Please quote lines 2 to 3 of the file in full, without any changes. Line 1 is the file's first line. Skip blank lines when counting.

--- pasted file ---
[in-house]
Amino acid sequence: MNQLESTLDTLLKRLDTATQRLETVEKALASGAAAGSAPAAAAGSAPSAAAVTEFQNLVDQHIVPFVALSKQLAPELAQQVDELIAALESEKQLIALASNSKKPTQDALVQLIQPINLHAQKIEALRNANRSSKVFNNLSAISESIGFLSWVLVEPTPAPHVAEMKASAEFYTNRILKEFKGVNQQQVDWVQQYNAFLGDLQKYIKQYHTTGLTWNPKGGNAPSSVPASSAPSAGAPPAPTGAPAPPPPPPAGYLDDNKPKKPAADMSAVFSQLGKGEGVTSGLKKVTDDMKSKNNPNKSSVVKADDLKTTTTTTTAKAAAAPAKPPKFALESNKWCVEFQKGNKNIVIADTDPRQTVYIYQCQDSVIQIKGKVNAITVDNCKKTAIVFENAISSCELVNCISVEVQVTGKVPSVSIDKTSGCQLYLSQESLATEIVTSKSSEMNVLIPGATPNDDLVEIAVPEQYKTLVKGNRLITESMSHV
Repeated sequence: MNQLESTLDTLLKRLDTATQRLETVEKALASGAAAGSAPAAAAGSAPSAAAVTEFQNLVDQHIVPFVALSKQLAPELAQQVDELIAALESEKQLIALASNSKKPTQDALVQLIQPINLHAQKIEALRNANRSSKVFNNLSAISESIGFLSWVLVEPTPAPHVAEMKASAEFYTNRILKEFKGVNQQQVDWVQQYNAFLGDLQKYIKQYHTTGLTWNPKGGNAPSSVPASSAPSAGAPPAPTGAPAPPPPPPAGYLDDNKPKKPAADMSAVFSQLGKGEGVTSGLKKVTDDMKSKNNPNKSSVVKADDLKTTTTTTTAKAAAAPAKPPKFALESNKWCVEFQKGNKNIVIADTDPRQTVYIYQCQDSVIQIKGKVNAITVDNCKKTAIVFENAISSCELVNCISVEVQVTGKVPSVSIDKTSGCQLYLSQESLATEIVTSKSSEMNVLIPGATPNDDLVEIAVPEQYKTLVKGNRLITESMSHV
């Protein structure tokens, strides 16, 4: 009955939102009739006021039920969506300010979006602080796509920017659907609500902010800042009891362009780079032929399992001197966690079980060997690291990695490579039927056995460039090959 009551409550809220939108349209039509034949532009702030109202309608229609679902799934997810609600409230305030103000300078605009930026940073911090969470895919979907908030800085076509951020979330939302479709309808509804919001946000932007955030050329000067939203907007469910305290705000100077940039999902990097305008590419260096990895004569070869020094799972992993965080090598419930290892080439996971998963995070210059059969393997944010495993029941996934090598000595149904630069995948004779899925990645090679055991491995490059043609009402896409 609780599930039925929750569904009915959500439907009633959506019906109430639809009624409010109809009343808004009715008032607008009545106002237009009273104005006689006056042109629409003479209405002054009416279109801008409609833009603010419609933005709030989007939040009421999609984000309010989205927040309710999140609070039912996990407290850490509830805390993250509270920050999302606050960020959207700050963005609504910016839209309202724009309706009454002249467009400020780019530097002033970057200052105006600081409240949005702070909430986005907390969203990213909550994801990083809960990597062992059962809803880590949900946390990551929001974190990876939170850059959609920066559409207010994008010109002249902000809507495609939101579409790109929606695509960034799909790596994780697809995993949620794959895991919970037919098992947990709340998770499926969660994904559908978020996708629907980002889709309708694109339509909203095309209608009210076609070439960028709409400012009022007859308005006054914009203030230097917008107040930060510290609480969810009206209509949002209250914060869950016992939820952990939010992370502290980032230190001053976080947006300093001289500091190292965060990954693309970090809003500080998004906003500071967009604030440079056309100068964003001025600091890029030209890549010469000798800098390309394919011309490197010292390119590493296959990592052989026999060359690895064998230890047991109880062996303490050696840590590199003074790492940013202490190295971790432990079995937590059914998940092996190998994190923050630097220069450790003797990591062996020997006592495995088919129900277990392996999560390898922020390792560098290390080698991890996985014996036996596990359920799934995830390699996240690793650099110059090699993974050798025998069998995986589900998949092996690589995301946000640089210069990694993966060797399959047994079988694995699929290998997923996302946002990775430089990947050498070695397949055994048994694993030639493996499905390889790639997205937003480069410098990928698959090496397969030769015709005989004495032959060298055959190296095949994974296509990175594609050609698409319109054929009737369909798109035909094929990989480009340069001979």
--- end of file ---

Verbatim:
Amino acid sequence: MNQLESTLDTLLKRLDTATQRLETVEKALASGAAAGSAPAAAAGSAPSAAAVTEFQNLVDQHIVPFVALSKQLAPELAQQVDELIAALESEKQLIALASNSKKPTQDALVQLIQPINLHAQKIEALRNANRSSKVFNNLSAISESIGFLSWVLVEPTPAPHVAEMKASAEFYTNRILKEFKGVNQQQVDWVQQYNAFLGDLQKYIKQYHTTGLTWNPKGGNAPSSVPASSAPSAGAPPAPTGAPAPPPPPPAGYLDDNKPKKPAADMSAVFSQLGKGEGVTSGLKKVTDDMKSKNNPNKSSVVKADDLKTTTTTTTAKAAAAPAKPPKFALESNKWCVEFQKGNKNIVIADTDPRQTVYIYQCQDSVIQIKGKVNAITVDNCKKTAIVFENAISSCELVNCISVEVQVTGKVPSVSIDKTSGCQLYLSQESLATEIVTSKSSEMNVLIPGATPNDDLVEIAVPEQYKTLVKGNRLITESMSHV
Repeated sequence: MNQLESTLDTLLKRLDTATQRLETVEKALASGAAAGSAPAAAAGSAPSAAAVTEFQNLVDQHIVPFVALSKQLAPELAQQVDELIAALESEKQLIALASNSKKPTQDALVQLIQPINLHAQKIEALRNANRSSKVFNNLSAISESIGFLSWVLVEPTPAPHVAEMKASAEFYTNRILKEFKGVNQQQVDWVQQYNAFLGDLQKYIKQYHTTGLTWNPKGGNAPSSVPASSAPSAGAPPAPTGAPAPPPPPPAGYLDDNKPKKPAADMSAVFSQLGKGEGVTSGLKKVTDDMKSKNNPNKSSVVKADDLKTTTTTTTAKAAAAPAKPPKFALESNKWCVEFQKGNKNIVIADTDPRQTVYIYQCQDSVIQIKGKVNAITVDNCKKTAIVFENAISSCELVNCISVEVQVTGKVPSVSIDKTSGCQLYLSQESLATEIVTSKSSEMNVLIPGATPNDDLVEIAVPEQYKTLVKGNRLITESMSHV